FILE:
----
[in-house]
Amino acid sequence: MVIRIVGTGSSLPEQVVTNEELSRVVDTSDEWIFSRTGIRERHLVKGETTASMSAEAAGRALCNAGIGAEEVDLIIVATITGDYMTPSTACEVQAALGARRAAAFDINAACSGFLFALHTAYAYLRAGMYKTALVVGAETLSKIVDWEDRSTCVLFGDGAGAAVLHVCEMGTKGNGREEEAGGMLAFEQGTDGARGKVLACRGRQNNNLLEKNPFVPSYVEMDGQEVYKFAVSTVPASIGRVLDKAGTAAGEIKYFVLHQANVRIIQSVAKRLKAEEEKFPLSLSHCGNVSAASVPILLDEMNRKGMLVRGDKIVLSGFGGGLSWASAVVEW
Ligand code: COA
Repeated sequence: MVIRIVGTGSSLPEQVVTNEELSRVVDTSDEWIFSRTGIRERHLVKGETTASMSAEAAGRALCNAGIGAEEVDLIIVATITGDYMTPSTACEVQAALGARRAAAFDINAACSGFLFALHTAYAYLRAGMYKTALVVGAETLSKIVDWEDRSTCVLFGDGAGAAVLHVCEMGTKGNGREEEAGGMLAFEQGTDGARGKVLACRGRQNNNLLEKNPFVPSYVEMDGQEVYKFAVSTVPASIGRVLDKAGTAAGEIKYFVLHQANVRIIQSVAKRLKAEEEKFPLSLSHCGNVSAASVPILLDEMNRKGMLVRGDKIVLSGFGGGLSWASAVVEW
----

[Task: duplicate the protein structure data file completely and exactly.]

[in-house]
Amino acid sequence: MVIRIVGTGSSLPEQVVTNEELSRVVDTSDEWIFSRTGIRERHLVKGETTASMSAEAAGRALCNAGIGAEEVDLIIVATITGDYMTPSTACEVQAALGARRAAAFDINAACSGFLFALHTAYAYLRAGMYKTALVVGAETLSKIVDWEDRSTCVLFGDGAGAAVLHVCEMGTKGNGREEEAGGMLAFEQGTDGARGKVLACRGRQNNNLLEKNPFVPSYVEMDGQEVYKFAVSTVPASIGRVLDKAGTAAGEIKYFVLHQANVRIIQSVAKRLKAEEEKFPLSLSHCGNVSAASVPILLDEMNRKGMLVRGDKIVLSGFGGGLSWASAVVEW
Ligand code: COA
Repeated sequence: MVIRIVGTGSSLPEQVVTNEELSRVVDTSDEWIFSRTGIRERHLVKGETTASMSAEAAGRALCNAGIGAEEVDLIIVATITGDYMTPSTACEVQAALGARRAAAFDINAACSGFLFALHTAYAYLRAGMYKTALVVGAETLSKIVDWEDRSTCVLFGDGAGAAVLHVCEMGTKGNGREEEAGGMLAFEQGTDGARGKVLACRGRQNNNLLEKNPFVPSYVEMDGQEVYKFAVSTVPASIGRVLDKAGTAAGEIKYFVLHQANVRIIQSVAKRLKAEEEKFPLSLSHCGNVSAASVPILLDEMNRKGMLVRGDKIVLSGFGGGLSWASAVVEW